By Sofia Lynch
The lines snaked around Eastern Michigan University’s Convocation Center parking lot, as approximately 9,000 people awaited Democratic presidential candidate Vermont Sen. Bernie Sanders’ arrival on Presidents’ Day. With this being his first visit to Michigan in this election season, students alike were excited to hear his messages about income inequality, aggressive action to address the environment, and the need to restructure and reform campaigns.
“You are the future of the country. You’re not going to stand aside while a handful of campaign contributors determine the future,” Sanders stated when discussing campaign reform.
The mention of college tuition being eliminated and removing marijuana from the schedule 1 list of illegal controlled substances was responded to with an out pour enthusiasm from many attendees. The idea of $15 hourly minimum wage also didn’t disappoint.
Sanders encouraged everyone in the audience to vote for him in the primaries on March 8, and mentioned his previous landslide victory in New Hampshire.
“Our campaign has come a very long way in the last nine months. When we began, we were 30 points down in New Hampshire,” Sanders said. “Well, it didn’t quite turn out that way. When we began, we were way down in Michigan, and it ain’t going to turn out that way, either.”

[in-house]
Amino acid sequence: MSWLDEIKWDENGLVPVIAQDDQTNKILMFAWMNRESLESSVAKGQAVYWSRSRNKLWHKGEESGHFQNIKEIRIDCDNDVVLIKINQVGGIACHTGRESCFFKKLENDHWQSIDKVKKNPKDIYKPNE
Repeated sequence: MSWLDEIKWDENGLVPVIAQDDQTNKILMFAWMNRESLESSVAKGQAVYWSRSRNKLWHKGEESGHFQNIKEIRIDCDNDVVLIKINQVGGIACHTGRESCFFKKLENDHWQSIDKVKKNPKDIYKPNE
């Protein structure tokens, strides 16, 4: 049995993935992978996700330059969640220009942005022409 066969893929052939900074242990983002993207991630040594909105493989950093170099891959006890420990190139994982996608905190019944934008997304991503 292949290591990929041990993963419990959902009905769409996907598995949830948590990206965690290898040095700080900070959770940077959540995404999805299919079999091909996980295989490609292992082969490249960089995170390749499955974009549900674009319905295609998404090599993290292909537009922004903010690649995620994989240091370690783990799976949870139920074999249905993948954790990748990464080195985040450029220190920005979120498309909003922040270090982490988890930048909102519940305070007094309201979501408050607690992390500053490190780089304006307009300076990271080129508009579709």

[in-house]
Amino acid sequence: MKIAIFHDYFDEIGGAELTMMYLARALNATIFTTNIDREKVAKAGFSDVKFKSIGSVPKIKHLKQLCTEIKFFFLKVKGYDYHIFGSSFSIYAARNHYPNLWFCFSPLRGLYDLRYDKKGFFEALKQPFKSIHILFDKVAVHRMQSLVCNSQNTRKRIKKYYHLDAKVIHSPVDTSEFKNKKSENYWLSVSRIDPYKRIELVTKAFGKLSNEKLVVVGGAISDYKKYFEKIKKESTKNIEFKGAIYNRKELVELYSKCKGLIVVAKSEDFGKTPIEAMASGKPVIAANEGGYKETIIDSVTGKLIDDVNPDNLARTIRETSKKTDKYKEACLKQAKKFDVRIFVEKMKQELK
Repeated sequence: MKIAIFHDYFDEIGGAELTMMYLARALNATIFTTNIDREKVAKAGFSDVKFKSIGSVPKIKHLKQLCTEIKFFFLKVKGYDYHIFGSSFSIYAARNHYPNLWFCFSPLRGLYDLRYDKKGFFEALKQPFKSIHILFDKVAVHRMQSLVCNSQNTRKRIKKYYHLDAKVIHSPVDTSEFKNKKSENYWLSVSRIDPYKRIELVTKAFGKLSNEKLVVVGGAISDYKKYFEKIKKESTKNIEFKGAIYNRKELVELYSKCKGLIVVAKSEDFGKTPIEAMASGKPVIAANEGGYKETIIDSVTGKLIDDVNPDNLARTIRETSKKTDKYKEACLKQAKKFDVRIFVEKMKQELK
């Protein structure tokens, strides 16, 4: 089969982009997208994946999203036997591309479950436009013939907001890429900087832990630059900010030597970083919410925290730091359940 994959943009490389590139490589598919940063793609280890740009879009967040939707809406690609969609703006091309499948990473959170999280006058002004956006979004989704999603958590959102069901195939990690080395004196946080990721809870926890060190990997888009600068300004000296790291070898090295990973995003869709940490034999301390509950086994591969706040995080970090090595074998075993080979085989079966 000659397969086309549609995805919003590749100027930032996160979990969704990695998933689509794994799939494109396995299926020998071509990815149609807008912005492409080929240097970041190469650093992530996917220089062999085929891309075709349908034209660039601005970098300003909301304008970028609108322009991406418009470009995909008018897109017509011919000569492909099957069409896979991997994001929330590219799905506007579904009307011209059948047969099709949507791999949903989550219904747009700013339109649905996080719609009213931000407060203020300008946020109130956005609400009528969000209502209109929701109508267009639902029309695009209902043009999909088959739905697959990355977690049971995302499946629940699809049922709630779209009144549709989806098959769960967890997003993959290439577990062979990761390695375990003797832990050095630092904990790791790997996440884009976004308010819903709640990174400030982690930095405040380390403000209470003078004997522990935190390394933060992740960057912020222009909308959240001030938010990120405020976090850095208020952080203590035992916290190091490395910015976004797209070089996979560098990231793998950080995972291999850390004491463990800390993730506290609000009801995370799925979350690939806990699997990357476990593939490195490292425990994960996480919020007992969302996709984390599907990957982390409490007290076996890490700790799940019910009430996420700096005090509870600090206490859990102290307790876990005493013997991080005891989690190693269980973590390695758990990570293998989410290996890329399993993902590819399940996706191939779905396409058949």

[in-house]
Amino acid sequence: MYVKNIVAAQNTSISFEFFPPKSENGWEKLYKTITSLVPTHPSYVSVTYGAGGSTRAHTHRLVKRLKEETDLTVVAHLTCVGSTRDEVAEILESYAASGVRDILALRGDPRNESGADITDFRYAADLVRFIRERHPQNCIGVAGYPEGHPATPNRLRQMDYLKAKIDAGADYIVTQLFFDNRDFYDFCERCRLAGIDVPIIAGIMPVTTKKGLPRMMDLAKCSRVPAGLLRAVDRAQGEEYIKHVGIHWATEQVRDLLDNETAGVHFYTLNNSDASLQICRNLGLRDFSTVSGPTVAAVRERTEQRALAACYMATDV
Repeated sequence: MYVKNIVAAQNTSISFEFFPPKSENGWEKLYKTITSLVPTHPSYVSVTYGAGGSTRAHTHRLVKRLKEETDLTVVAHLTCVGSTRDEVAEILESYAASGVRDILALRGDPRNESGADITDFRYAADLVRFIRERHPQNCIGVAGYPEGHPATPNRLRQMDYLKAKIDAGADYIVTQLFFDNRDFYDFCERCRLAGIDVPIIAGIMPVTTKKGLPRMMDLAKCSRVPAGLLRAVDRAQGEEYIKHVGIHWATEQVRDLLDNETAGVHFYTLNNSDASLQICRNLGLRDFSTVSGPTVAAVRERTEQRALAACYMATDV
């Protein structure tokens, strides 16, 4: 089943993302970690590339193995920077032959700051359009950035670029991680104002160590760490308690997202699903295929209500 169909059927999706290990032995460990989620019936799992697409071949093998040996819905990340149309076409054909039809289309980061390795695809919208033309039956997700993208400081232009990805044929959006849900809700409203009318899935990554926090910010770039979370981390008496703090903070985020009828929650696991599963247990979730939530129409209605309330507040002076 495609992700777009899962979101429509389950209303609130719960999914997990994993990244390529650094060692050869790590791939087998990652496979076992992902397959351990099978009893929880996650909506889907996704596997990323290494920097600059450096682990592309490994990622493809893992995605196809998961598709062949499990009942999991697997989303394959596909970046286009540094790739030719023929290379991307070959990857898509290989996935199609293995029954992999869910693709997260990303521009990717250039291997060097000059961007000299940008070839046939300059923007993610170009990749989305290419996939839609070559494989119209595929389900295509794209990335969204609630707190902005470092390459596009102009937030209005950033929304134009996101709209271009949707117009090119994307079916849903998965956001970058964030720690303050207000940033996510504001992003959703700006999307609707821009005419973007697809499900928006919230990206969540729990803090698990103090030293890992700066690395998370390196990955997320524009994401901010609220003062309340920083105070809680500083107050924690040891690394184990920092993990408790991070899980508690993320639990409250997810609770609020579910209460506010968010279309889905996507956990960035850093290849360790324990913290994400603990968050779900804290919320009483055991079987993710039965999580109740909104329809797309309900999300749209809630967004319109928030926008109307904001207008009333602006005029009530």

Sanders’ campaign has recently reached Ann Arborites directly through the opening of a campaign office on Packard Street earlier this year. Despite being a newer location, Sanders’ state campaign director, Ryan Hughes, says campaign efforts have been alive in Ann Arbor since January 2015.
There have been 100s of volunteers coming through the office – knocking on thousands of doors and making phone calls every night, Hughes said.
“Our efforts are focused on volunteer to voter contact,” Hughes said.
Sanders campaign office, as well as his recent visits to Michigan, have elicited excitement from the Ann Arbor community, and has drummed up many dedicated volunteers like 27-year-old Drew Hunter Clark. Clark trains phone callers and manages data, and also attended Sanders’ EMU rally, doing crowd control on the main floor.
“I think that a lot of people really do support Bernie Sanders, but sometimes they’ll forget, ‘Oh, Tuesday is the primary, and my vote counts’,” Clark said. “So our job is to make sure that those people who really do support Bernie, and that want to let their voice be heard, actually make it out.”
Clark pointed out how voter turnout has been low for Democrats at the primaries thus far this election season.
“We’re trying to make sure that all Americans are really involved in the political process because that’s really what democracy is about – it’s everyone’s voice, not just a passionate few, but all of us.”
From the numbers that poured into EMU’s Convocation Center, those passionate about Sanders were far from few. One WCC biology major, 20-year-old Tom Devine, was one of the many high-energy rally attendees.
“It’s a pretty big event,” Devine said. “It seemed like something I would look back on in 20 years and say, I went there… His ideas are big, some people may say they’re unrealistic, but if he could follow through with what he wants to do in this country that would be incredible.”
-Additional reporting by Madi Tortora